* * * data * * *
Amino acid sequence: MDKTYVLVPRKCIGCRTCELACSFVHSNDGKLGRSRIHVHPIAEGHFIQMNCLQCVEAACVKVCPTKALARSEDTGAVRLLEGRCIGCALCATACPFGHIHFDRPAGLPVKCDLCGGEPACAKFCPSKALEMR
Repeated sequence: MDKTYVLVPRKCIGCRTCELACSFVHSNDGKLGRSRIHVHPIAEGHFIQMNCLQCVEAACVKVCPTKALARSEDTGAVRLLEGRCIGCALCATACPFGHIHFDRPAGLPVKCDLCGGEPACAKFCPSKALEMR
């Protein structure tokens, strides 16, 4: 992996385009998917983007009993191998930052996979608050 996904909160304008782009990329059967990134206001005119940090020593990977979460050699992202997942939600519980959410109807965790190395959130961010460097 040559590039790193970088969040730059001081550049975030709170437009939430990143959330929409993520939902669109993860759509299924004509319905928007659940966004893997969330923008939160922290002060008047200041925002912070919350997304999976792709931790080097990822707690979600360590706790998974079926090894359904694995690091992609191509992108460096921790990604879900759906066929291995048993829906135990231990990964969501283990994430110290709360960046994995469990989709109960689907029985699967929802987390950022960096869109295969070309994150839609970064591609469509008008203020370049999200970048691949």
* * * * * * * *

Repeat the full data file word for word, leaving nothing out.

Amino acid sequence: MDKTYVLVPRKCIGCRTCELACSFVHSNDGKLGRSRIHVHPIAEGHFIQMNCLQCVEAACVKVCPTKALARSEDTGAVRLLEGRCIGCALCATACPFGHIHFDRPAGLPVKCDLCGGEPACAKFCPSKALEMR
Repeated sequence: MDKTYVLVPRKCIGCRTCELACSFVHSNDGKLGRSRIHVHPIAEGHFIQMNCLQCVEAACVKVCPTKALARSEDTGAVRLLEGRCIGCALCATACPFGHIHFDRPAGLPVKCDLCGGEPACAKFCPSKALEMR
């Protein structure tokens, strides 16, 4: 992996385009998917983007009993191998930052996979608050 996904909160304008782009990329059967990134206001005119940090020593990977979460050699992202997942939600519980959410109807965790190395959130961010460097 040559590039790193970088969040730059001081550049975030709170437009939430990143959330929409993520939902669109993860759509299924004509319905928007659940966004893997969330923008939160922290002060008047200041925002912070919350997304999976792709931790080097990822707690979600360590706790998974079926090894359904694995690091992609191509992108460096921790990604879900759906066929291995048993829906135990231990990964969501283990994430110290709360960046994995469990989709109960689907029985699967929802987390950022960096869109295969070309994150839609970064591609469509008008203020370049999200970048691949």